The Development of a Mold and Cast Technique for Infilling on Varnished Chinese Export Laquerware

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University of Delaware
While China continues to capture newspaper headlines during discussions of economic growth and competition with the United States, much has been forgotten about early 18th century trade between China and the United States. The results of luxury export trade can still be seen through current patterns of consumption, the growth of the United States economy, and revived interest in Chinese designs still evident in European and American homes. During research conducted during the summer of 2014, the conservation treatment of a Chinese export lacquerware shawl box, 1964.0084D, from the Winterthur Museum and Country Estate collection, was performed. The shawl box was chosen as it exemplified the monumental impact Chinese export had on developing trading ports across America, specifically focusing on Salem, Massachusetts. The shawl box was analyzed through the techniques of pyrolysis gas chromatography/mass spectrometry (py-GC/MS), ultraviolet light (UV) auto-fluorescence, and chemical staining in order to accurately assess the current condition of the object and develop an appropriate conservation treatment plan. After learning one lacquerware conservation technique through the shawl box treatment, I aimed to develop an alternative methodology that would eliminate some material issue concerns that arose during the shawl box treatment and facilitate the treatment of larger losses. This thesis aims to develop a mold and cast system which completely eliminates the use of water while reducing the amount of time an object is handled during the conservation treatment of varnished Chinese export lacquerware pieces. A varnished Chinese export lacquerware screen, 2004.0030.002, in the Winterthur Museum and Country Estate collection was used to carry out testing for the purposes of this study. This study has informed further treatment of the varnished Chinese export lacquerware screen, 2004.0030.002, and presents a new method of treating large losses on varnished Chinese export lacquerware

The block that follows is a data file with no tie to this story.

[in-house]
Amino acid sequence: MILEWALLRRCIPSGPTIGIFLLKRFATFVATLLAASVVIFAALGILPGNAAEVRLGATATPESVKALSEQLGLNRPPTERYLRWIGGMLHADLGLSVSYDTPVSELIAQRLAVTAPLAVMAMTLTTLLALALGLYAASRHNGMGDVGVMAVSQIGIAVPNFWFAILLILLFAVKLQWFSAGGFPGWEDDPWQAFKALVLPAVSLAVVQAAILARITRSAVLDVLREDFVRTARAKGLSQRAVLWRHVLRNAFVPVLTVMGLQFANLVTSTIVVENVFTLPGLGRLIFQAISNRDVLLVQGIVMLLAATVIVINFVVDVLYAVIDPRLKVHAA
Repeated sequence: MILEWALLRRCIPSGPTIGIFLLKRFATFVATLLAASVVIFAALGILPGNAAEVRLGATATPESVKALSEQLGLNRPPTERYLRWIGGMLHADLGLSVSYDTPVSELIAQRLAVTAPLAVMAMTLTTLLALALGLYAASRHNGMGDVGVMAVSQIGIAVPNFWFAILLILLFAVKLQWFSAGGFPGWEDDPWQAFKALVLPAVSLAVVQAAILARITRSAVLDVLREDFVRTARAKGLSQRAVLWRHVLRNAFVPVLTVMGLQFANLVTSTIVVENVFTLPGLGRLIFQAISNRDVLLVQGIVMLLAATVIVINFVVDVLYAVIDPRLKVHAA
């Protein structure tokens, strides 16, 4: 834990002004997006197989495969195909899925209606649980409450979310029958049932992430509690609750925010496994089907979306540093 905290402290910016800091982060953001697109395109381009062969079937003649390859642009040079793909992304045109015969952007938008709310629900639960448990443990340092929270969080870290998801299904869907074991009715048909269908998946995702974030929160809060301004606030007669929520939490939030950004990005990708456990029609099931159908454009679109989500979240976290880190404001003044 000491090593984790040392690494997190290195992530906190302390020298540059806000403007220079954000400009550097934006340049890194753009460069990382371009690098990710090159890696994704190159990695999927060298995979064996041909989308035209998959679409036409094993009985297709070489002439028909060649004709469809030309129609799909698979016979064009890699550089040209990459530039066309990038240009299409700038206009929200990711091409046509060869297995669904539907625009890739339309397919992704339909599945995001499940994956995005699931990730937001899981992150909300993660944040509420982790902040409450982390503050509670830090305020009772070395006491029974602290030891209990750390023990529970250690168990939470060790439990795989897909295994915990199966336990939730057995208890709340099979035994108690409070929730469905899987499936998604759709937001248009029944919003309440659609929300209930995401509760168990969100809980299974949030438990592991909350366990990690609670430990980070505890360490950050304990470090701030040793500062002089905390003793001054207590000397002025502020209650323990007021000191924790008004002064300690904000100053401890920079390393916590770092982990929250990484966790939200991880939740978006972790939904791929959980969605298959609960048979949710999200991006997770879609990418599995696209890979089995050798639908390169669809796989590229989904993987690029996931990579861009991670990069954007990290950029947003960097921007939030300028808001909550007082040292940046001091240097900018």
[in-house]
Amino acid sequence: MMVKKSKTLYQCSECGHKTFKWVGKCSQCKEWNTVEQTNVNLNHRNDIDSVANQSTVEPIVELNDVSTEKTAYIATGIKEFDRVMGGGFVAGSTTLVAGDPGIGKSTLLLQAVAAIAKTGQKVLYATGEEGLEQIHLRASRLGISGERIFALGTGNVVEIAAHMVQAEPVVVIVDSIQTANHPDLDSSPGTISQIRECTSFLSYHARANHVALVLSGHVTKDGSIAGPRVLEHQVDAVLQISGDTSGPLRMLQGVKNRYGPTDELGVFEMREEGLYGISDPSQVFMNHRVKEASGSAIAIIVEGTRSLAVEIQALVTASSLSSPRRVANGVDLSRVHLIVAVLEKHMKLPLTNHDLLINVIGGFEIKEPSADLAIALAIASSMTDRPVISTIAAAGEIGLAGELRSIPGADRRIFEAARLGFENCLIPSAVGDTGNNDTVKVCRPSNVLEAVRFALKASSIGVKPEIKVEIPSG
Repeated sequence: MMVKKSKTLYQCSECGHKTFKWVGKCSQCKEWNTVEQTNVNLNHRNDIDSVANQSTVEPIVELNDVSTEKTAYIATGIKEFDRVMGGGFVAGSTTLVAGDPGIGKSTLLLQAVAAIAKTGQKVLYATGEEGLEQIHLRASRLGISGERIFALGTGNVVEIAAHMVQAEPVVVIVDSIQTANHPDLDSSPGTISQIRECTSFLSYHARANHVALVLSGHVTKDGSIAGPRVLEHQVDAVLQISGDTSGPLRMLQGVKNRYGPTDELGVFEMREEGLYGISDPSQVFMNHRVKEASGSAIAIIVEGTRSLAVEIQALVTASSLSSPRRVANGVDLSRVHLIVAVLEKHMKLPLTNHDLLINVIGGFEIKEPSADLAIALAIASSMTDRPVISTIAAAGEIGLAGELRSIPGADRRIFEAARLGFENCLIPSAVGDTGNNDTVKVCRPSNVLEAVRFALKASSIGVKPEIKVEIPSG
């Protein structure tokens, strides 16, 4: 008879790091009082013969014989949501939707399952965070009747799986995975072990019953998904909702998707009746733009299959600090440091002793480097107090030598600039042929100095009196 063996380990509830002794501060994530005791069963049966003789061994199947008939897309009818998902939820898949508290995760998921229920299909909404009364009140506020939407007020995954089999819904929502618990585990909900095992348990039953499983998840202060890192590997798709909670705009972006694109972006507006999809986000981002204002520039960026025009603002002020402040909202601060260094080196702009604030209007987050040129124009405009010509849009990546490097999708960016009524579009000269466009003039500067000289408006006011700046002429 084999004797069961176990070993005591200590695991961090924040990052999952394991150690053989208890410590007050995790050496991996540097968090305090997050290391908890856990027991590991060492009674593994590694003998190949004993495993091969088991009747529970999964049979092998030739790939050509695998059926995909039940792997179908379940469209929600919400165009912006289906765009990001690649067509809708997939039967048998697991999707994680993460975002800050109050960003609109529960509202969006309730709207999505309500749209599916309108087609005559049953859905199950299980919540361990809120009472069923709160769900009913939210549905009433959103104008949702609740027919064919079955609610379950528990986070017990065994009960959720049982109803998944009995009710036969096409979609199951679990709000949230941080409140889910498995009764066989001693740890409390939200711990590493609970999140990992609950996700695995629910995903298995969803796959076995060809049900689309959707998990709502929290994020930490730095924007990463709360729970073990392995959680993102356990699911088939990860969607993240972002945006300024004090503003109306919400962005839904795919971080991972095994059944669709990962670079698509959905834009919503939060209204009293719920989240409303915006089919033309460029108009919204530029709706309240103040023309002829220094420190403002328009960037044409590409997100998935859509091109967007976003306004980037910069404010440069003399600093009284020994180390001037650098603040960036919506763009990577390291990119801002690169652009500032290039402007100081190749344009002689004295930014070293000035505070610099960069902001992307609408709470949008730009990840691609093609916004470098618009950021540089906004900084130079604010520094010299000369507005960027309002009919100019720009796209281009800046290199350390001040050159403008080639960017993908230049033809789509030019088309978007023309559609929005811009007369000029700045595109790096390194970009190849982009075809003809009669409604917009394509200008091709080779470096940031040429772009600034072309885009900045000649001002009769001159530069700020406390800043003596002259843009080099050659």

Art Conservation